Then there was the nightlife, and Montreal did not disappoint. Throughout the day, things tended to seem pretty relaxed and easygoing, but the second midnight rolled around, it was as if someone flipped a switch. Live music was pouring out of every bar and the whole city emerged to partake. But while this all would have been fun to join, we had a little bit of a different plan. My friend Matt, who was also on the trip, happened to have a good friend from highschool who was now attending McGill, so we decided to go for that instead.

I'd like to tell you how that went. I'd like to fill in all the details and share the experience, but I don't exactly know how to explain it. Just imagine if filmmakers David Lynch and Terry Gilliam got drunk in the editing room together, and then you might understand. Anyway, what had been Canada on the outside had now transformed into this new dimension. Customs, languages, and perceptions of our surroundings all changed as this new world opened up.  And there were dogs. Several dogs were running around in the midst of all of this, so I course, I took it upon myself to interact with and pet all of them. Dogs are awesome.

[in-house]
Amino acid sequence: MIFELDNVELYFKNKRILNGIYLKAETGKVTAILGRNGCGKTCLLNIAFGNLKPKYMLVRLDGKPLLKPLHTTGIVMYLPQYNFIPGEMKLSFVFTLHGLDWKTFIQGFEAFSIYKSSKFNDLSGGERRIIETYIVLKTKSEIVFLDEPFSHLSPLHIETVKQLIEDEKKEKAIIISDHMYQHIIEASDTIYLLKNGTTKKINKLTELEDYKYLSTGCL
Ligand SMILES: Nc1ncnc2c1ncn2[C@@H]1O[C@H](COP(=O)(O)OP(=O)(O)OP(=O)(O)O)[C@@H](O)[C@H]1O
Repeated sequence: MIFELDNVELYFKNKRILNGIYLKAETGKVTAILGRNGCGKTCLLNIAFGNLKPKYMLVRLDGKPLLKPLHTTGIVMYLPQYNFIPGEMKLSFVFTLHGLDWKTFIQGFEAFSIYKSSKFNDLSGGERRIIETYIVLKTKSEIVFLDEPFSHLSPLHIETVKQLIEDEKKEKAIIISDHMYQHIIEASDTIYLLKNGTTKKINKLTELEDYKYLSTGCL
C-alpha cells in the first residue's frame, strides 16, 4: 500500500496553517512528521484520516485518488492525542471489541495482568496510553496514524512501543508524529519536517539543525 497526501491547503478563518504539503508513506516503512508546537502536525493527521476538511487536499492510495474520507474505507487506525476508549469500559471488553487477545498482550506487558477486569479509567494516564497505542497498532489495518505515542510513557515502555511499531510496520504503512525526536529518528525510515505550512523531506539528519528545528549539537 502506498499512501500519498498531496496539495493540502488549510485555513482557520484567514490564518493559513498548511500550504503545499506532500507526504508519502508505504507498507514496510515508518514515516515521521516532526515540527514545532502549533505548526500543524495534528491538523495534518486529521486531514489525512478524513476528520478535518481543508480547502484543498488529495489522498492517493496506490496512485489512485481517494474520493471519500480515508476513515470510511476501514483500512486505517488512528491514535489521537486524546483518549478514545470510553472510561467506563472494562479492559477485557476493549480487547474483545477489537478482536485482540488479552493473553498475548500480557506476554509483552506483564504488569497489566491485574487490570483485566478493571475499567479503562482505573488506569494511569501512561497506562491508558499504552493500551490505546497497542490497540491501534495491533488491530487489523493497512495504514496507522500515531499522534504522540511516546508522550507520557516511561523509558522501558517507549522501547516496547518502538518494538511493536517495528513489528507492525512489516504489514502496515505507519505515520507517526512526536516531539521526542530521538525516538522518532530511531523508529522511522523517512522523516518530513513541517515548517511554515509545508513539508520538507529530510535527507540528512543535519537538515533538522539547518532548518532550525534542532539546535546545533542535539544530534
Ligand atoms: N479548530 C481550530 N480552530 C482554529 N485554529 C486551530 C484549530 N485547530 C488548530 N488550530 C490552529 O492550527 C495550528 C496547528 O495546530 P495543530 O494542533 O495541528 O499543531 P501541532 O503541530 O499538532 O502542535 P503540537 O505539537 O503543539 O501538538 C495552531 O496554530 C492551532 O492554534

Once we left, the streets were alive. Music seemed to be coming out of every bar, and the previously deserted sidewalks were swarmed with all walks of life. It was time to hit the bars and have our fair share of Molson and Labatt Blue. I'd like to go on here, but my memory is unfortunately a bit hazy, so let me just use a picture to sum up everything afterward:



Micro Breweries

Back in the US, whenever we thought of Canadian beer, Labatt and Molson usually were the only things that come to mind. I cannot emphasize how unfortunate this, because of all the places I've been (excluding Vermont and maybe Germany), Canada had some of the most amazing, wonderful, taste-bud-satisfying micro breweries. For me, this became apparent almost instantly when I entered my first Canadian liquor store. Something caught my eye. It was something strange, unique, and mysteriously captivating. It was in the shape of a beer bottle, embroiled with the words Dieu du Ciel, but there was something different about it. It was artistic in such a way that seemed to temp me to drink it right then and there. Each one had a different design, more interesting and intricate than the one prior. It was as if they were calling me to follow to follow into this new, undiscovered world. I chose the vanilla-cocoa porter, appropriately named Aphrodisaque. And by 'chose', I mean to say that I bought six of them.

So young. So foolish. So beardless.

So young. So foolish. So beardless.

Later on that evening, opened the bottle and slowly moved it upwards to drink. I took a sip and let it settle for a second. Then it hit me. A whirlwind of flavor swept over me like never before. This was Canadian beer in it's fullest and truest form. How did I spent all those years south of the border and not know of this? I felt as if I was a medieval knight who had spent his entire life looking for the holy grail, only to find out that his neighbor had it all along. My world outlook was forever changed.